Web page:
Normal people look on Ancestry.com to find out things about their history. I, being the infectious disease obsessed nerd that I am, dig out my immunization book to look at which vaccines I received.
My parents are both doctors are kept pretty good records on my immunizations which made my task a little easier. Looking at the little blue book that holds the secrets of my early immunologic experiences, I was shocked by how few vaccines were available in 1975, when I was born, versus now. There was no rotavirus, HiB, Prevnar, varicella, meningococcal, hepatitis B, hepatitis A, or HPV vaccine. What does that leave? DTwP (now unfortunately replaced by DTaP, oral polio (now replaced with the inactivated Salk injection form), and measles/mumps/rubella. I also received the cholera vaccine (no longer available in the US) for travel-related reasons.
Looking at the relative paucity of the vaccines I received I have the opposite reaction than many anti-vaccine advocates who reminisce for an era with less vaccines. I, on the other hand, which I was more vaccinated because I had to suffer through rotavirus (I’m pretty sure on an ominous notation of me having diarrhea in March of 1977 was the result of this virus), chickenpox (in 8th grade!), and dodged the bullets of invasive infections with type B H.influenzae and pneumococcus.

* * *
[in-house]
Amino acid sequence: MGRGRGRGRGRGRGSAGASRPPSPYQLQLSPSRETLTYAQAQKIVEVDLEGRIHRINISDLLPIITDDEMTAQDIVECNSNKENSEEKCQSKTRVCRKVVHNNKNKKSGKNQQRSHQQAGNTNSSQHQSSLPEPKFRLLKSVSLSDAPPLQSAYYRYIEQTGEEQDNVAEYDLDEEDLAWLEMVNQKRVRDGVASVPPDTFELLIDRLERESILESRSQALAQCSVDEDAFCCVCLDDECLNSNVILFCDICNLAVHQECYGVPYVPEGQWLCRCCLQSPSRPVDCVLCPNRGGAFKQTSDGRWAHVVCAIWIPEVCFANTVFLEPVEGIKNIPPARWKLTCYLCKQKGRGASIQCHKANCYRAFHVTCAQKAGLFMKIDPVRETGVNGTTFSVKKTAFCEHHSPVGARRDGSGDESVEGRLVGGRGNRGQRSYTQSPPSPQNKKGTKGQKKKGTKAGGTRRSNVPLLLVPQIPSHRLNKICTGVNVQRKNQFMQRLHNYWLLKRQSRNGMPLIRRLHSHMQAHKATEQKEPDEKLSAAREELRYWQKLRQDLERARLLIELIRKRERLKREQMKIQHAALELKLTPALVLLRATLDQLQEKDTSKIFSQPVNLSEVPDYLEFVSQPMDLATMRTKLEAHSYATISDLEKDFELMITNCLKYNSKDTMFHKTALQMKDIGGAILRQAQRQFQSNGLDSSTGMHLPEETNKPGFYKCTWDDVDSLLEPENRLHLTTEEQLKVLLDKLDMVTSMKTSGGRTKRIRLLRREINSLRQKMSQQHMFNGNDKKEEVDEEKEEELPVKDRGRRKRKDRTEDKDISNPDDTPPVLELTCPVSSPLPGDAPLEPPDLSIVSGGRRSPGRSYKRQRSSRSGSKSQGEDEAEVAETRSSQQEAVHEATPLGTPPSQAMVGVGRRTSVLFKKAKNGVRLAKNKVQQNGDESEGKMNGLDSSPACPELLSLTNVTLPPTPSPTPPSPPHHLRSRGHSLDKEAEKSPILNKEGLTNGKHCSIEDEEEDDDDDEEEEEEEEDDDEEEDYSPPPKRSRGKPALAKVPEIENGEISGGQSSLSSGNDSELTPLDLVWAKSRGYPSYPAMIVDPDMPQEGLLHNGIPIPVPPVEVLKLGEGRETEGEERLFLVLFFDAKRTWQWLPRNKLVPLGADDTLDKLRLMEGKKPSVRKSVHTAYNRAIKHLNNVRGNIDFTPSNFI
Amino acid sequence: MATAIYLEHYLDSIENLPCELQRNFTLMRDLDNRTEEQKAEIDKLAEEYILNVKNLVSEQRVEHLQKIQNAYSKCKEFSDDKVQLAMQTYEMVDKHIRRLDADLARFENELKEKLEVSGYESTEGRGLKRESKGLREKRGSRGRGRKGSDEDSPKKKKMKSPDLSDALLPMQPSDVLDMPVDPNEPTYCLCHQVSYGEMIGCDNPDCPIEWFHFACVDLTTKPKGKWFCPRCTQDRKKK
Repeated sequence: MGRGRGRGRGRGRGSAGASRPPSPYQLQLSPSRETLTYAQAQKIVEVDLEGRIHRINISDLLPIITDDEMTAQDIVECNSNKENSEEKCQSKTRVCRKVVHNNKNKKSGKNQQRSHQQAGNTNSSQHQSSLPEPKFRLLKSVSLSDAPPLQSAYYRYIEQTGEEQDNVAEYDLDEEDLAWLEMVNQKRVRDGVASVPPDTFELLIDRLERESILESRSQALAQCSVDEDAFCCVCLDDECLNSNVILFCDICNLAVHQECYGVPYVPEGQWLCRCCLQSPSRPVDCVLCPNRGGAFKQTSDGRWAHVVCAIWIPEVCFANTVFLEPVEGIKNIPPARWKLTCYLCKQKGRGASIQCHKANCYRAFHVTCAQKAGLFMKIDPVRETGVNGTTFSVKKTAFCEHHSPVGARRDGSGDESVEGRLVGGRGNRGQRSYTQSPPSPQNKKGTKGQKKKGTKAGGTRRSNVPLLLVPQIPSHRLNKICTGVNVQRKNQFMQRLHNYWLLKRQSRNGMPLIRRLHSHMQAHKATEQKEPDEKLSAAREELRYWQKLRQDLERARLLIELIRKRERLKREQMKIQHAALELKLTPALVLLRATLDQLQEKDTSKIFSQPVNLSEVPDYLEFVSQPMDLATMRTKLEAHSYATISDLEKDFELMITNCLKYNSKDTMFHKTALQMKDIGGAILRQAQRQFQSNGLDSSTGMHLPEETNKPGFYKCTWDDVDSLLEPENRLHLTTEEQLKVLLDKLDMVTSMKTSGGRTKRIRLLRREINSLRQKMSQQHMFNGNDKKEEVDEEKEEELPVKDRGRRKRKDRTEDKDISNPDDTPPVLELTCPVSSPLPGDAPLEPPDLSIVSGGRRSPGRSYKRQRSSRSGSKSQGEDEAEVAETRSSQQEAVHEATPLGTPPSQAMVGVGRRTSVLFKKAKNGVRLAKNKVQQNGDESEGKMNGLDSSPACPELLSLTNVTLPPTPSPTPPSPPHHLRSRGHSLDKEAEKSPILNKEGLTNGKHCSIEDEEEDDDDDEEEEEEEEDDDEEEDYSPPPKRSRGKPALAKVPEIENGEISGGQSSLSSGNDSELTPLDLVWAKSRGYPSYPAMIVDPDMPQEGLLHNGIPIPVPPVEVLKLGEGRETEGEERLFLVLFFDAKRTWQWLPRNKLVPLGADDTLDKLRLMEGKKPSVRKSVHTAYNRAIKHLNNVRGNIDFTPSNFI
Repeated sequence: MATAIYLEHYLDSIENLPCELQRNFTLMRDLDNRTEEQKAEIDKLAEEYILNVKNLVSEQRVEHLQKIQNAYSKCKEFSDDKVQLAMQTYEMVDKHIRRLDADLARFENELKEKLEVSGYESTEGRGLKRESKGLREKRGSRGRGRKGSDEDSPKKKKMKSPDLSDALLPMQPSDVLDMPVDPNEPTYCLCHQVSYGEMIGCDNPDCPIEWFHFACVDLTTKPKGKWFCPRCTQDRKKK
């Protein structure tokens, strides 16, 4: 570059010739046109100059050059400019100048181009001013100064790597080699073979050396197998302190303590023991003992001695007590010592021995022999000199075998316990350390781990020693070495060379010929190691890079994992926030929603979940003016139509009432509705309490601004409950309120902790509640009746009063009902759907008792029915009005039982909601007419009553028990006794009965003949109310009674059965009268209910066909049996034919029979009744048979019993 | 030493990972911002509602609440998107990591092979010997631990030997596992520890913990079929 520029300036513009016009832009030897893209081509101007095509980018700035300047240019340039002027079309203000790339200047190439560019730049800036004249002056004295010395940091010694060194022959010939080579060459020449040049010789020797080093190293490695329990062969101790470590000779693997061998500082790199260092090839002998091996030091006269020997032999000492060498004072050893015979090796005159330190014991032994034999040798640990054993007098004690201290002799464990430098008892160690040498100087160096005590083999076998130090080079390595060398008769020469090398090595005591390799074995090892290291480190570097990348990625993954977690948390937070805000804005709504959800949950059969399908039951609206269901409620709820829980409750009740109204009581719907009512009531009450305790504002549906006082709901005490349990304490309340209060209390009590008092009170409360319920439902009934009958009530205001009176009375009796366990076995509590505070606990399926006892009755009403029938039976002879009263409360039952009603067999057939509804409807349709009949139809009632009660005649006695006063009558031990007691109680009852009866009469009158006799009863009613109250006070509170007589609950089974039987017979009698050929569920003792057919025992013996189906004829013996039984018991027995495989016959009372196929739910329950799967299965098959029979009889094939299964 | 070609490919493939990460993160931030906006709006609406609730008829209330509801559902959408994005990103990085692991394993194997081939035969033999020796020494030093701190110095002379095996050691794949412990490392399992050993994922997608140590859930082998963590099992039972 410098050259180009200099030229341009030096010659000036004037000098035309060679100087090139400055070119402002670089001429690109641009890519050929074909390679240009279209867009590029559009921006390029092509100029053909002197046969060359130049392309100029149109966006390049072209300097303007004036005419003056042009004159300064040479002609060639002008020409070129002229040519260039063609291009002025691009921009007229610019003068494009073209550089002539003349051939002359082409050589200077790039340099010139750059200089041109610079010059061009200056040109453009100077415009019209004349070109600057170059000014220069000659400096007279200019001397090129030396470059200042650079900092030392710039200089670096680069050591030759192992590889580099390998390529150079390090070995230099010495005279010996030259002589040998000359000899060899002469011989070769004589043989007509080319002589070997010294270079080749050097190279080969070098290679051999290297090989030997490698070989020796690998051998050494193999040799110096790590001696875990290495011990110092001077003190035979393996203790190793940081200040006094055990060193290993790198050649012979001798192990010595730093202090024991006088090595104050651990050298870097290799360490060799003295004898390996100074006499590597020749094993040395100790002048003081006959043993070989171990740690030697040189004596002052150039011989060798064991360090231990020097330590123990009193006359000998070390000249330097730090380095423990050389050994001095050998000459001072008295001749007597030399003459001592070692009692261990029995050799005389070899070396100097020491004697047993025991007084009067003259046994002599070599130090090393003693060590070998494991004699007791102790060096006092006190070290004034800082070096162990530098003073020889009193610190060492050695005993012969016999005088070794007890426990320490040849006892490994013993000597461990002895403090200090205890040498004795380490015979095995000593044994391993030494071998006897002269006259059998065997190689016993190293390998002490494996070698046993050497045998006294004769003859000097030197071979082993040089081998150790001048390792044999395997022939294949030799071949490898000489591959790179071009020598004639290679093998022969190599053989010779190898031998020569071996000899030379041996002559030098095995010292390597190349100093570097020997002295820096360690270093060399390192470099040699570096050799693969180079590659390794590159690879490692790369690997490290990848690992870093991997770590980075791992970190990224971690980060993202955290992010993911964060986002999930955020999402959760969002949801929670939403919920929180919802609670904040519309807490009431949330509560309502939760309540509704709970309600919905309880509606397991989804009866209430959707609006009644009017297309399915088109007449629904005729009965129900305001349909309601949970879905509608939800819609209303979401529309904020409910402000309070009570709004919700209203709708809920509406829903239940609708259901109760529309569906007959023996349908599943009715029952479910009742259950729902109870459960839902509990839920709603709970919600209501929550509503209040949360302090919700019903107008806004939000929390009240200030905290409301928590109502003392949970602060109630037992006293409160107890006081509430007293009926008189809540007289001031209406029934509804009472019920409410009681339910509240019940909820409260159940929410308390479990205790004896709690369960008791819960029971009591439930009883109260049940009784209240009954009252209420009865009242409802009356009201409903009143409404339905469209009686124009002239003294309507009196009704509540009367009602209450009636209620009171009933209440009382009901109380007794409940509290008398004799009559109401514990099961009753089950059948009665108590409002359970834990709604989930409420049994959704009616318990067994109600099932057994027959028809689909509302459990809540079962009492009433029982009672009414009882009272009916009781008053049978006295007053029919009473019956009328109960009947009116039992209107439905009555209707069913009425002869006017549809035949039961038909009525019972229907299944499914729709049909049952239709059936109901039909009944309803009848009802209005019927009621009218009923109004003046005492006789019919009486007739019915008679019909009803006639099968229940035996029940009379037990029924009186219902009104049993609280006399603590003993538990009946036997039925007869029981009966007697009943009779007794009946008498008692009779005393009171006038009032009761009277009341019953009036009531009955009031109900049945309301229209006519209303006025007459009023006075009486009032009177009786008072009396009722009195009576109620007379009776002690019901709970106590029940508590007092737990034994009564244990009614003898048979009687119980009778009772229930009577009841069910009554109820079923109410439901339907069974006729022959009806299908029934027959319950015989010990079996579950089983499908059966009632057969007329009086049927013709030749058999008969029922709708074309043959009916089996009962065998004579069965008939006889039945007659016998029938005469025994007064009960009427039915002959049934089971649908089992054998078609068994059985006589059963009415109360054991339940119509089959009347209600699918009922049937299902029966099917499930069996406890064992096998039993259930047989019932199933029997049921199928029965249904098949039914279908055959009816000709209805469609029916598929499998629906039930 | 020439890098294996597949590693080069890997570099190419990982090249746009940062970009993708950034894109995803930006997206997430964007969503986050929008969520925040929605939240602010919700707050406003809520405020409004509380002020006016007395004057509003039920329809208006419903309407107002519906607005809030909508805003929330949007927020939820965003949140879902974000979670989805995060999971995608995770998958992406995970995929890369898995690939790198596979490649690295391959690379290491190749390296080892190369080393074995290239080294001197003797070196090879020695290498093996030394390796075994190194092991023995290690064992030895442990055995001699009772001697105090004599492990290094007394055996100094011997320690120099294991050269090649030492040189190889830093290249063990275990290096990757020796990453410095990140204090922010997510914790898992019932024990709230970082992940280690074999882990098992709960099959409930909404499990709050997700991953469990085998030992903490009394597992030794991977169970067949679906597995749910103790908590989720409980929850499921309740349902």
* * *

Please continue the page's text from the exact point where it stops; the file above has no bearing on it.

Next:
Another interesting thing I learned is that I received the measles, mumps, and rubella vaccines as individual injections. The MMR vaccine was introduced in 1971 and its uptake may not have been universal for some time. I was a person who only received one dose of these vaccines as the recommendation for a 2nd dose wasn’t made until 1989.
Interestingly, as a medical student in 2000 I was required to have my titers checked against measles and rubella and was found to not have adequate protection against rubella and received the MMR at that time. Then, 5 years later, the titers to all three components of the vaccine were checked and this time my mumps titers were found to be low and I got another MMR.
I wonder why my titers against rubella and mumps were low and I speculate that maybe I received the old killed mumps vaccine which was inferior to the live-attenuated version that replaced it. But that can’t be the whole story because I didn’t develop adequate mumps titers after receiving the MMR in 2000. As for rubella, I’m not sure. So in the end, I received 2 MMRs, in spite of receiving the monovalent vaccines I received as a child, just like the children of today.
As an adult, I treat vaccines like the precious commodities they are. To that end, I have gotten typhoid, hepatitis A, meningococcus, hepatitis B, and hepatitis A vaccines. Even when it comes to the sub-par influenza vaccine, I go out of my way for it—standing in line for the pandemic H1N1 vaccine at a local school and travelling around to find the quadrivalent vaccine in its first year of limited availability.
In the almost 40 years since I went through my routine childhood immunizations what were once breakthrough vaccines have now become routine. So many infectious diseases remain for which no vaccine is commercially available. To name but a few: HIV, hepatitis C, malaria, MERS, SARS, Ebola, and West Nile Virus. As science and medicine continue their reason-inspired march, routinizing of the cutting-edge will be the norm.